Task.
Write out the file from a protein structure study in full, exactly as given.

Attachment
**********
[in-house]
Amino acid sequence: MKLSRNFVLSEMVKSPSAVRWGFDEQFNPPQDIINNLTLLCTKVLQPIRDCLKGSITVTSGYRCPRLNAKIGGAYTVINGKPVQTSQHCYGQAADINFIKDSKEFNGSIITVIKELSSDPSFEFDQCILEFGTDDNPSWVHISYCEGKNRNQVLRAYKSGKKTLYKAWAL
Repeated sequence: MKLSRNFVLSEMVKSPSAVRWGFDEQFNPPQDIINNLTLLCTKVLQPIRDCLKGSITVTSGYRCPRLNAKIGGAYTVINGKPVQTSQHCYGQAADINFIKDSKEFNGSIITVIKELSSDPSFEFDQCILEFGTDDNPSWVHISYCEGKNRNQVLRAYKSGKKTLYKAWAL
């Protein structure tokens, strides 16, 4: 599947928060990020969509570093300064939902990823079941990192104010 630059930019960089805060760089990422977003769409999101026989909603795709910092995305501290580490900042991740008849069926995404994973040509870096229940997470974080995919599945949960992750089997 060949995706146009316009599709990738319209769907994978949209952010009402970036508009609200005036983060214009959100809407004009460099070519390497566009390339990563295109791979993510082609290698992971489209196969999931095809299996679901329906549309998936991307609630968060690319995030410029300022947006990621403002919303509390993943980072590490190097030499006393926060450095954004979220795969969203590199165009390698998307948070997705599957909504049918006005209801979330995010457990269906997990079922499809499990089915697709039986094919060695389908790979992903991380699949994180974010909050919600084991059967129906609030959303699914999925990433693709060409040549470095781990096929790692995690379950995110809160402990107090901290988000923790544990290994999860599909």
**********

[in-house]
Amino acid sequence: MKLSRNFVLSEMVKSPSAVRWGFDEQFNPPQDIINNLTLLCTKVLQPIRDCLKGSITVTSGYRCPRLNAKIGGAYTVINGKPVQTSQHCYGQAADINFIKDSKEFNGSIITVIKELSSDPSFEFDQCILEFGTDDNPSWVHISYCEGKNRNQVLRAYKSGKKTLYKAWAL
Repeated sequence: MKLSRNFVLSEMVKSPSAVRWGFDEQFNPPQDIINNLTLLCTKVLQPIRDCLKGSITVTSGYRCPRLNAKIGGAYTVINGKPVQTSQHCYGQAADINFIKDSKEFNGSIITVIKELSSDPSFEFDQCILEFGTDDNPSWVHISYCEGKNRNQVLRAYKSGKKTLYKAWAL
């Protein structure tokens, strides 16, 4: 599947928060990020969509570093300064939902990823079941990192104010 630059930019960089805060760089990422977003769409999101026989909603795709910092995305501290580490900042991740008849069926995404994973040509870096229940997470974080995919599945949960992750089997 060949995706146009316009599709990738319209769907994978949209952010009402970036508009609200005036983060214009959100809407004009460099070519390497566009390339990563295109791979993510082609290698992971489209196969999931095809299996679901329906549309998936991307609630968060690319995030410029300022947006990621403002919303509390993943980072590490190097030499006393926060450095954004979220795969969203590199165009390698998307948070997705599957909504049918006005209801979330995010457990269906997990079922499809499990089915697709039986094919060695389908790979992903991380699949994180974010909050919600084991059967129906609030959303699914999925990433693709060409040549470095781990096929790692995690379950995110809160402990107090901290988000923790544990290994999860599909």